The City of Covington is considering an expansion of its existing rules surrounding mobile food vendors, such as food trucks.
On Tuesday, the city commission saw a presentation of the proposed zoning text amendment and updated ordinance.
"The current regulations in the zoning code are fairly stringent," said City Solicitor Michael Bartlett.
Those current regulations were a hot topic of debate back in 2012, when the idea was first floated. Some owners of traditional brick-and-mortar restaurants in the city expressed concern about the impact to their businesses - which are more expensive typically to operate - when newer businesses could just roll up and open. Ultimately, the city commission passed an ordinance unanimously and food truck-oriented events were scheduled around town such as at Covington Landing and the parking lot that was previously branded as Mad Lot at Seventh and Washington streets, which is now the site of Duveneck Square Apartments.
But that ordinance only allowed the operation of food trucks on private property from 10 a.m. to 3 p.m. in certain commercial zones. To operate a food truck separately from those locations and times, a special event permit was needed.
But that could change if approved in coming weeks by the city commission.
"We have heard from various people who want to bring food trucks for certain events or day-to-day operations, and this is our attempt to make that possible," Bartlett said.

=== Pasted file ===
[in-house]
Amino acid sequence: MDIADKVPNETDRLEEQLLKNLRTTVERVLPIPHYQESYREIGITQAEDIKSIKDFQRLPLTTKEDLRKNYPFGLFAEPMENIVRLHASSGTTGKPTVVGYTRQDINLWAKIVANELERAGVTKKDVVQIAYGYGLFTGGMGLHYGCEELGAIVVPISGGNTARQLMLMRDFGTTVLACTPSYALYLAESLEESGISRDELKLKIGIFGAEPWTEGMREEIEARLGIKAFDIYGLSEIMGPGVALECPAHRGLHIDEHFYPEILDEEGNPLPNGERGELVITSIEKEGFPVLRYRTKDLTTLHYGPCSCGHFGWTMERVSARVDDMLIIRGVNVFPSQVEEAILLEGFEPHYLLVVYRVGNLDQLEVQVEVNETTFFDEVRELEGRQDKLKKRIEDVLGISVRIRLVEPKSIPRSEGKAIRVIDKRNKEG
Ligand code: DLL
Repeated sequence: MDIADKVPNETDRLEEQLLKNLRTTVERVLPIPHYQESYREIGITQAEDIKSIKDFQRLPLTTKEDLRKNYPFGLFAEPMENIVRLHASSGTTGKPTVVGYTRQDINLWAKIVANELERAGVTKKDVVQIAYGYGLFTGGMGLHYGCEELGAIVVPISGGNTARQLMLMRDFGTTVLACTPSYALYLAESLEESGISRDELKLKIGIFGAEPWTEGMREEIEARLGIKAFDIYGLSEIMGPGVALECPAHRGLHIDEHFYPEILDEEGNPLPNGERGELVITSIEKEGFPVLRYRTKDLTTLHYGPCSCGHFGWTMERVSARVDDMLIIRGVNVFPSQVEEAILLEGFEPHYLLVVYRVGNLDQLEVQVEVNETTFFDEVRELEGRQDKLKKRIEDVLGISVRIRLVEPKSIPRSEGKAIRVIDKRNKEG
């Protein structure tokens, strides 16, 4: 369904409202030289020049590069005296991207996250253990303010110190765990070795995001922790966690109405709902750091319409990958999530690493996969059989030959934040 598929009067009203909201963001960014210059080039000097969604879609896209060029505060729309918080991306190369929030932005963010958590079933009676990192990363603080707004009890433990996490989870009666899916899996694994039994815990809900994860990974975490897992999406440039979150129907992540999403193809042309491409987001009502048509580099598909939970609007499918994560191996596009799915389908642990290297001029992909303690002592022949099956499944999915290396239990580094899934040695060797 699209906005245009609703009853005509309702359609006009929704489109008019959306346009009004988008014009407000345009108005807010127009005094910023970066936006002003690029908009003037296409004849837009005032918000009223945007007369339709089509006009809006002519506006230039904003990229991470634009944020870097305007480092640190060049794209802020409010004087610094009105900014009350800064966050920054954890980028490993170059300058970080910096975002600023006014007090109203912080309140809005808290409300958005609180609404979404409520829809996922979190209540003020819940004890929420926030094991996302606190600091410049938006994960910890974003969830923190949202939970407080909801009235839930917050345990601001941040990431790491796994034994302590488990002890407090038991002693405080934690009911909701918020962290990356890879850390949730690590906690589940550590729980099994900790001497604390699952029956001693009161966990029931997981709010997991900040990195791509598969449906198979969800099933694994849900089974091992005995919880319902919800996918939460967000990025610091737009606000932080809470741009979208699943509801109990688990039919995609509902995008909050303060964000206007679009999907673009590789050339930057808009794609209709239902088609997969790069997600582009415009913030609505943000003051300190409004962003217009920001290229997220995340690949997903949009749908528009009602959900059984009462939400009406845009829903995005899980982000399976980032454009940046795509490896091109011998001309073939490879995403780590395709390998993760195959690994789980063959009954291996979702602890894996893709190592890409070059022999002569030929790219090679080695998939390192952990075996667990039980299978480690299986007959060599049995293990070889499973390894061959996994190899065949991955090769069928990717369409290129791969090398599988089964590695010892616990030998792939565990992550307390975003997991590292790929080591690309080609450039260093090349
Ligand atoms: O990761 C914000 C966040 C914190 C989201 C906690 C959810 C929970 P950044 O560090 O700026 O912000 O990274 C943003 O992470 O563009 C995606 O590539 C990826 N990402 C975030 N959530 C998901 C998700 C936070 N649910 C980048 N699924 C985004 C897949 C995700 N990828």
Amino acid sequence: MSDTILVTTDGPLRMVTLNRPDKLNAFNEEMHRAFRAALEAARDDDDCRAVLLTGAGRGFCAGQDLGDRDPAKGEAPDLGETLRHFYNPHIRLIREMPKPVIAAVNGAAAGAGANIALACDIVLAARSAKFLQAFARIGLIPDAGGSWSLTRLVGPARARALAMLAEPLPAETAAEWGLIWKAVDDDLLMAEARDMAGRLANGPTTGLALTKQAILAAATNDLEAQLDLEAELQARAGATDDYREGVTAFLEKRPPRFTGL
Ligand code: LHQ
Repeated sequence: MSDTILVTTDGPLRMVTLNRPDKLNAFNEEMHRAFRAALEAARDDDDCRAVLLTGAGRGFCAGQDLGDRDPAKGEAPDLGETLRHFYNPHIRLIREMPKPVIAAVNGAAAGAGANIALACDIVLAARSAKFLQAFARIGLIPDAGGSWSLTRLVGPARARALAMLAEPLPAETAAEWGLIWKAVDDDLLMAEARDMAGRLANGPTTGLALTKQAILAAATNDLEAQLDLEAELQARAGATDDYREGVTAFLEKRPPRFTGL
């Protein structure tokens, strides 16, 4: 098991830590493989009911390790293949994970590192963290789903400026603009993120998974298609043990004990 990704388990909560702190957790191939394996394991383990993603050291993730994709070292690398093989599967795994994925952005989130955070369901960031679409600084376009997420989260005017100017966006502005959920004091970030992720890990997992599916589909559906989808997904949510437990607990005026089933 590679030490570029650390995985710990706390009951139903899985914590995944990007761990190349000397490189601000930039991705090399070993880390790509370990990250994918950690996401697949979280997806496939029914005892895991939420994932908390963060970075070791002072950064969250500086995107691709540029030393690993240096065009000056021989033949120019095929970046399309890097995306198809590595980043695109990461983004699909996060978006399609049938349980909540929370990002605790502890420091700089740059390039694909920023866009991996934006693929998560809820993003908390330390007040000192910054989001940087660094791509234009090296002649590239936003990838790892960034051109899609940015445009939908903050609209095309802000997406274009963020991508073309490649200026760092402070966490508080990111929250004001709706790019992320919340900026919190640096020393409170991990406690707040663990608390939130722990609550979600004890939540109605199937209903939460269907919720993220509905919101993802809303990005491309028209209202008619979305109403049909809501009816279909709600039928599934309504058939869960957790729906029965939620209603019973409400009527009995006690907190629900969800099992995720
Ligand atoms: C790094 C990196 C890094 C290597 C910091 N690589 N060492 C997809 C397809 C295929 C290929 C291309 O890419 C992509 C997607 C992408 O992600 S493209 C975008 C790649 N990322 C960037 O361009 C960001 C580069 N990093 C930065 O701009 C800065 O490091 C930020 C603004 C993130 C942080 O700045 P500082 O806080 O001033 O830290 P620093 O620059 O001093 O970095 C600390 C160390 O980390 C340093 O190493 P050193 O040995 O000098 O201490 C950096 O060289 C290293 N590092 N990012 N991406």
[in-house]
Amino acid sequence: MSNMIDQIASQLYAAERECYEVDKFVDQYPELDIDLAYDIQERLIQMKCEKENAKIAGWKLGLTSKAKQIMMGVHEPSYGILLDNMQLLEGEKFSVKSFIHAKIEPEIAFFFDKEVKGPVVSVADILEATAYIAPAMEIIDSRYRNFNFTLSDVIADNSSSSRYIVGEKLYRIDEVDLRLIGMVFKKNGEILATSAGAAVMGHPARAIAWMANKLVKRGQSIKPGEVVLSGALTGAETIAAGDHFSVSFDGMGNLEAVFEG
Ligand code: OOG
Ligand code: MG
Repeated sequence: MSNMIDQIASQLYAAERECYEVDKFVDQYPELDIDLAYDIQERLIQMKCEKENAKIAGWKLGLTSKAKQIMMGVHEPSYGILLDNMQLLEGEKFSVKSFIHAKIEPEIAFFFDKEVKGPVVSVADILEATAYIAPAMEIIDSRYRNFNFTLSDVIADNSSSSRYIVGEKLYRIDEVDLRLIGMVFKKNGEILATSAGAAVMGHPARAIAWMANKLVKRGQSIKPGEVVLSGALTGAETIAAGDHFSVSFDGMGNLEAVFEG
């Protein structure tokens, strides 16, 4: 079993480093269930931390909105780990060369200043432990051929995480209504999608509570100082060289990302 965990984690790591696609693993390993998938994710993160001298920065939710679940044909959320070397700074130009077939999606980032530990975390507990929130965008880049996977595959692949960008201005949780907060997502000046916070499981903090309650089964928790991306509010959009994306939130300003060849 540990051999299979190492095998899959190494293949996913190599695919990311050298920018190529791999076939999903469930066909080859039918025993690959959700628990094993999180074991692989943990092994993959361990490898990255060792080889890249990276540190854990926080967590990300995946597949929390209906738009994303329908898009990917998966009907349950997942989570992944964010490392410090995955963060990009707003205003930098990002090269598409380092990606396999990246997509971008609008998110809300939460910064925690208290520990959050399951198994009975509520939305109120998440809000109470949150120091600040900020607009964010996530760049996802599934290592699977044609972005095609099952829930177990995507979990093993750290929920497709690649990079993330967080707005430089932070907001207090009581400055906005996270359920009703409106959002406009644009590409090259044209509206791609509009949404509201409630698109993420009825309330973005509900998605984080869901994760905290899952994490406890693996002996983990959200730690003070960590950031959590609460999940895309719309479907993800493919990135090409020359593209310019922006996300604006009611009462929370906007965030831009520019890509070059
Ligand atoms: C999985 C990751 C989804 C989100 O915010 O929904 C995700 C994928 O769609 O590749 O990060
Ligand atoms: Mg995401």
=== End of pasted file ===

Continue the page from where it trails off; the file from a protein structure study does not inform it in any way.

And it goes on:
If approved, mobile food vending operations would be able to operate in public right-of-ways and city-owned parking areas on Philadelphia Street in Mainstrasse Village between Fourth and Seventh streets; on Seventh Street between Washington Street and Madison Avenue (near Braxton Brewing Company); at the city-owned lot at Bill Cappel Sports Complex in Latonia; on Southern Avenue between Church Street and Caroline Avenue in Latonia; and on Main Street between West 11th Street to Martin Luther King, Jr. Blvd. in the city's Westside neighborhood near the new Kenton County government building.
The hours would also be adjusted to between 6 a.m. and 10 p.m. Mobile food trucks would be permitted from setting up or parking in designated areas before 5:30 a.m. and would have to depart the designated premises by 10:30 p.m.
The permits for such operations would be issued yearly, Bartlett said, at a cost of $500.
Ten percent of that fee would go to the City of Covington parking authority to cover potential lost revenue from any parking revenue lost to food trucks operating in paid parking spots.
There would be no limit on permits.
The pilot program, as Bartlett described it, would be used to see what works and what doesn't, he said.
Enforcement of the program could be somewhat loose.
"We don't have a food truck enforcement Grinch. I don't think we'll have one," Bartlett said. "I think there will be some self-policing on this by food trucks to make sure everyone is playing well together. Because if not, we could get rid of the program."
One other element that could be missing from Covington's proposed changes that are seen in other cities' similar legislation is a requirement on distance from a brick-and-mortar restaurant.
The food truck regulations could receive a first reading at next week's city commission legislative meeting while the commission could also consider applying for a text amendment related to the changes, too.